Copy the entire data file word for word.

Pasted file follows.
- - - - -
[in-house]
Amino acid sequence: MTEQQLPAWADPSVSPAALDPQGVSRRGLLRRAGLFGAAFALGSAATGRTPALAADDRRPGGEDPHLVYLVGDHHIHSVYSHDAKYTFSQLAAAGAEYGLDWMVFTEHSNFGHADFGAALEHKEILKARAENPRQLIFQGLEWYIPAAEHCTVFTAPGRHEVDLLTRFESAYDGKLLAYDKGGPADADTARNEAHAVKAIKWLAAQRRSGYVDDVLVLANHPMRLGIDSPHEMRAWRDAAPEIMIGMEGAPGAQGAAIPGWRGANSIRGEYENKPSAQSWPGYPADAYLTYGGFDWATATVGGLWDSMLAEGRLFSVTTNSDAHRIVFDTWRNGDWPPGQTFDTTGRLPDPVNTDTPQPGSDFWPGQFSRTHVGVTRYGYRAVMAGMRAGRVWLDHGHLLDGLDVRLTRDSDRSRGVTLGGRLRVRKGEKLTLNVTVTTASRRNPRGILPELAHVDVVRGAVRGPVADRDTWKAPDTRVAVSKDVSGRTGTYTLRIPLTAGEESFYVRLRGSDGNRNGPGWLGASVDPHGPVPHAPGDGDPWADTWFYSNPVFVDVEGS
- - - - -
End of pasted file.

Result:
[in-house]
Amino acid sequence: MTEQQLPAWADPSVSPAALDPQGVSRRGLLRRAGLFGAAFALGSAATGRTPALAADDRRPGGEDPHLVYLVGDHHIHSVYSHDAKYTFSQLAAAGAEYGLDWMVFTEHSNFGHADFGAALEHKEILKARAENPRQLIFQGLEWYIPAAEHCTVFTAPGRHEVDLLTRFESAYDGKLLAYDKGGPADADTARNEAHAVKAIKWLAAQRRSGYVDDVLVLANHPMRLGIDSPHEMRAWRDAAPEIMIGMEGAPGAQGAAIPGWRGANSIRGEYENKPSAQSWPGYPADAYLTYGGFDWATATVGGLWDSMLAEGRLFSVTTNSDAHRIVFDTWRNGDWPPGQTFDTTGRLPDPVNTDTPQPGSDFWPGQFSRTHVGVTRYGYRAVMAGMRAGRVWLDHGHLLDGLDVRLTRDSDRSRGVTLGGRLRVRKGEKLTLNVTVTTASRRNPRGILPELAHVDVVRGAVRGPVADRDTWKAPDTRVAVSKDVSGRTGTYTLRIPLTAGEESFYVRLRGSDGNRNGPGWLGASVDPHGPVPHAPGDGDPWADTWFYSNPVFVDVEGS